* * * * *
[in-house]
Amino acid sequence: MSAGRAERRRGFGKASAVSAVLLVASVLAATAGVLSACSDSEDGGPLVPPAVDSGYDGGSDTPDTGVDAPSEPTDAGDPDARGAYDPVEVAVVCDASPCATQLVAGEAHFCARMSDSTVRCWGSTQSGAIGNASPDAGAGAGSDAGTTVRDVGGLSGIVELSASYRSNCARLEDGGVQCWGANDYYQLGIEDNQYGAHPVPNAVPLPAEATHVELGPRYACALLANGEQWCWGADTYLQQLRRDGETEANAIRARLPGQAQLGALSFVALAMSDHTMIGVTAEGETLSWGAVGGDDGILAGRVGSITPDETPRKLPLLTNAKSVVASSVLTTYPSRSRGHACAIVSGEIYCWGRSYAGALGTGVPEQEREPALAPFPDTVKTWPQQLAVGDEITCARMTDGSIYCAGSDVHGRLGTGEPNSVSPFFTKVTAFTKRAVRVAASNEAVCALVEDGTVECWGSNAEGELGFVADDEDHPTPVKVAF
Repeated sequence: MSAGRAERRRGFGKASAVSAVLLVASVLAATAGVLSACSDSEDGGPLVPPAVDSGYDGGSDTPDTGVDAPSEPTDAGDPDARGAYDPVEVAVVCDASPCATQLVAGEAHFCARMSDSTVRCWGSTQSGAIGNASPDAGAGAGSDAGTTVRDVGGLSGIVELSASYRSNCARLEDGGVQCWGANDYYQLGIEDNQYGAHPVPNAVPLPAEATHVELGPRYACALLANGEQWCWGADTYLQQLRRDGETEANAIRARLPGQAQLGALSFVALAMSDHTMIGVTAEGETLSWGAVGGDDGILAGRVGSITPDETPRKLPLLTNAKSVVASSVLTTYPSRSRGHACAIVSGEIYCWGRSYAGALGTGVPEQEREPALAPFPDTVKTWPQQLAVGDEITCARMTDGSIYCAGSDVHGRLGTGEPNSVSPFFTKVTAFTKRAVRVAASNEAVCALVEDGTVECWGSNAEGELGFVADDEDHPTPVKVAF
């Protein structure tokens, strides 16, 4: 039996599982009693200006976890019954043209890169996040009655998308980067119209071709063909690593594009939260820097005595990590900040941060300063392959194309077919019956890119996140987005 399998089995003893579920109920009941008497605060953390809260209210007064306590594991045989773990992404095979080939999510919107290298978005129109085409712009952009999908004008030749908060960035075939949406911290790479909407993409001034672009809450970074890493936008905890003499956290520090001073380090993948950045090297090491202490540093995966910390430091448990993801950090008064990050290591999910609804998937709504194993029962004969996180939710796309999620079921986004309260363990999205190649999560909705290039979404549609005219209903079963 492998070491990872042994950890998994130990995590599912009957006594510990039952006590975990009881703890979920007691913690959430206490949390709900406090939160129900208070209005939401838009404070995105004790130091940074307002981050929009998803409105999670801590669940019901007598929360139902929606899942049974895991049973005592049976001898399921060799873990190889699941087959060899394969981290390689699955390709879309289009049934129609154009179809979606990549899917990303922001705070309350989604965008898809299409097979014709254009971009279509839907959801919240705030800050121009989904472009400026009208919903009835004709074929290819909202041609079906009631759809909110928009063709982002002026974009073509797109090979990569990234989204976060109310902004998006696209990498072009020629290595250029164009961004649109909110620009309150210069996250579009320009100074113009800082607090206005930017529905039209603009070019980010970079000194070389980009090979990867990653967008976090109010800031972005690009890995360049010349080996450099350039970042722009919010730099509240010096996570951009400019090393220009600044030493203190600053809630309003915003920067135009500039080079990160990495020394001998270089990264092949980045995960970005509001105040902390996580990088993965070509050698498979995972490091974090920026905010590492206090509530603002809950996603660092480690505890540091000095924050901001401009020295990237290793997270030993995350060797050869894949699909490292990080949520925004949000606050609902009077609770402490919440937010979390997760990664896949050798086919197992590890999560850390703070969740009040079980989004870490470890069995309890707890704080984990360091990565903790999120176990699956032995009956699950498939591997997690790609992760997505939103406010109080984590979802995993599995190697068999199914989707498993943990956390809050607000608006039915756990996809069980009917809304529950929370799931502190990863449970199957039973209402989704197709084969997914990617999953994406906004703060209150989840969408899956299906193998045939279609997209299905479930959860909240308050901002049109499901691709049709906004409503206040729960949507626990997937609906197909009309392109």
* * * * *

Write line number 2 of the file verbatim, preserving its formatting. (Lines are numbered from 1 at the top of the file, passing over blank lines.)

Amino acid sequence: MSAGRAERRRGFGKASAVSAVLLVASVLAATAGVLSACSDSEDGGPLVPPAVDSGYDGGSDTPDTGVDAPSEPTDAGDPDARGAYDPVEVAVVCDASPCATQLVAGEAHFCARMSDSTVRCWGSTQSGAIGNASPDAGAGAGSDAGTTVRDVGGLSGIVELSASYRSNCARLEDGGVQCWGANDYYQLGIEDNQYGAHPVPNAVPLPAEATHVELGPRYACALLANGEQWCWGADTYLQQLRRDGETEANAIRARLPGQAQLGALSFVALAMSDHTMIGVTAEGETLSWGAVGGDDGILAGRVGSITPDETPRKLPLLTNAKSVVASSVLTTYPSRSRGHACAIVSGEIYCWGRSYAGALGTGVPEQEREPALAPFPDTVKTWPQQLAVGDEITCARMTDGSIYCAGSDVHGRLGTGEPNSVSPFFTKVTAFTKRAVRVAASNEAVCALVEDGTVECWGSNAEGELGFVADDEDHPTPVKVAF